Saltfish, Plantains, and Eggs
Haitian saltfish, plantains, and eggs is the holy trinity of breakfast, in my opinion. Mori, bannann ak ze, as this dish is called in Haitian Kreyol, is salty, saucy, and mildly spicy. This version is influenced by my grandmother’s saltfish that she would make on the weekends or holidays where we’d opt-out of meat. She likes to include cashews for a nutty almost creamy sauce, a very typical ingredient for Northern Haitian stews. I prefer a lighter sauce.
Saltfish is a preserved boneless codfish fillet that has been salted and traditionally sun-dried until the flesh is tight and dehydrated. This method of preservation retains the nutrients of the fish and creates a deeper flavor and meatier texture– perfect for a stew. You can find saltfish at Caribbean or Asian markets.
Plantain- a popular starch in Haiti enjoyed sweet or savory. It is eaten fried, boiled or mashed. For this recipe, boiled semi-sweet plantain compliments the well-seasoned fish and buttery eggs. A semi-sweet plantain has a yellow skin with little to no black spots, black spots indicate ripeness. An unsweet or unripe plantain will have completely green skin. A sweet plantain will have a spotted or partially blackened skin, indicating a higher development of sugar.
Like many Haitian dishes with gravy, tomato and epis make up the base of this stew. The tomato paste adds a mild acidity and sweetness that balances the salty fish. Epis is a green seasoning of alliums, herbs, and peppers that serves as the base flavor of Haitian cooking. You’ll find it in soups, stews, rice, and even as a marinade for meat.
Growing up with a Haitian grandmother, there was no such thing as a recipe. She would tweak dishes depending on what she had on hand and to her taste. I encourage you to do the same. Use this dish as inspiration, follow your taste and intuition– that’s the Caribbean recipe.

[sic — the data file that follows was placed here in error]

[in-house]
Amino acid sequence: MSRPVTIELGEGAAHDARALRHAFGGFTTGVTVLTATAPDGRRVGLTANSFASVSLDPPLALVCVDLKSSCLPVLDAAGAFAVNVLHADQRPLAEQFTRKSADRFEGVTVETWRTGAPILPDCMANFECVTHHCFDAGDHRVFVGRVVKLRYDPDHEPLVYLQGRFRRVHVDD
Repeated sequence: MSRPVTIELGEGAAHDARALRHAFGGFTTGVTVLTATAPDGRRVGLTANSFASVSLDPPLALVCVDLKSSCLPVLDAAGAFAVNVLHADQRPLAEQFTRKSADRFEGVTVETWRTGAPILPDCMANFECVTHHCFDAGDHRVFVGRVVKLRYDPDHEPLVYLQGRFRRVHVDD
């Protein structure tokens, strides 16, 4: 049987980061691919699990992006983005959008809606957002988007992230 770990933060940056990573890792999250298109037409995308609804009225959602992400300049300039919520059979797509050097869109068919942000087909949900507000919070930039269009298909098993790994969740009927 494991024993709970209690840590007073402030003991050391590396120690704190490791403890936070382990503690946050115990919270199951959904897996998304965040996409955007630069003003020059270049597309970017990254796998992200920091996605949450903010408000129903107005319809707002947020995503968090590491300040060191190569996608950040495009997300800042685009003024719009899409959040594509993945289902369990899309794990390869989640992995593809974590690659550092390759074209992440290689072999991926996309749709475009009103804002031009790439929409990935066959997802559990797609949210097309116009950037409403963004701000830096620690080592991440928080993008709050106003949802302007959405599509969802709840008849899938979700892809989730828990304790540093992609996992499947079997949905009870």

Jikoni Test Kitchen Notes:
- Plan ahead for this dish as you’ll need a full day to soak the fish. Soaking will rehydrate and de-salt the codfish.
- Go-to neutral cooking oils: vegetable, grapeseed, avocado.
Haitian breakfast of salt-preserved cod simmered in a spicy tomato-based sauce served with plantain.
1 pound saltfish (preserved codfish/bacalao)
3 tablespoons neutral oil
1 medium yellow onion, sliced into ⅛ inch rings
3 garlic cloves, minced
2 sprigs thyme
⅓ cup tomato paste
3 tablespoons Haitian Epis
1 teaspoon paprika
1 teaspoon ground black pepper
1/8 teaspoon ground cloves
1 scotch bonnet or habanero
small handful parsley, leaves and stems roughly chopped, plus additional to garnish
small handful cilantro, leaves and stems roughly chopped
salt to taste
2 semi-sweet plantains (greenish-yellow in color), cut in half widthwise
4 hard-boiled eggs, to serve
- Rinse the saltfish and soak in a large bowl for 20 hours in cool water, changing the water every few hours to remove excess salt. When the fish feels tender and rehydrated, drain water and give it a final rinse. Taste the fish, it may still have a bit of salt but it should not be overwhelming.
- Shred the fish into bite-sized pieces using a fork or your hands, set aside.
- Cut the plantains in half then score the skin lengthwise. Add them to a medium saucepan filled with water. Boil on medium heat for 15-20 minutes or until tender. Remove the skin before serving.
- Heat the oil in a large saucepan set over med-high heat.
- Add the onions and saute until translucent, about 5-7 minutes.
- Add garlic, thyme, and tomato paste. Stir for 1 minute, you want the tomato paste to cook a bit to deepen the flavor.
- Stir in the epis and dry spices, stirring constantly to prevent spices from sticking and burning in the pan.
- Pour in 2 cups of water, being sure to scrape the bottom of the pan to create your sauce.
- Add scotch bonnet, shredded fish, fresh herbs, stir.
- Reduce the heat to medium-low, cover, and let simmer for 10 minutes.
- Taste for salt and add it if necessary. Serve with plantains and eggs.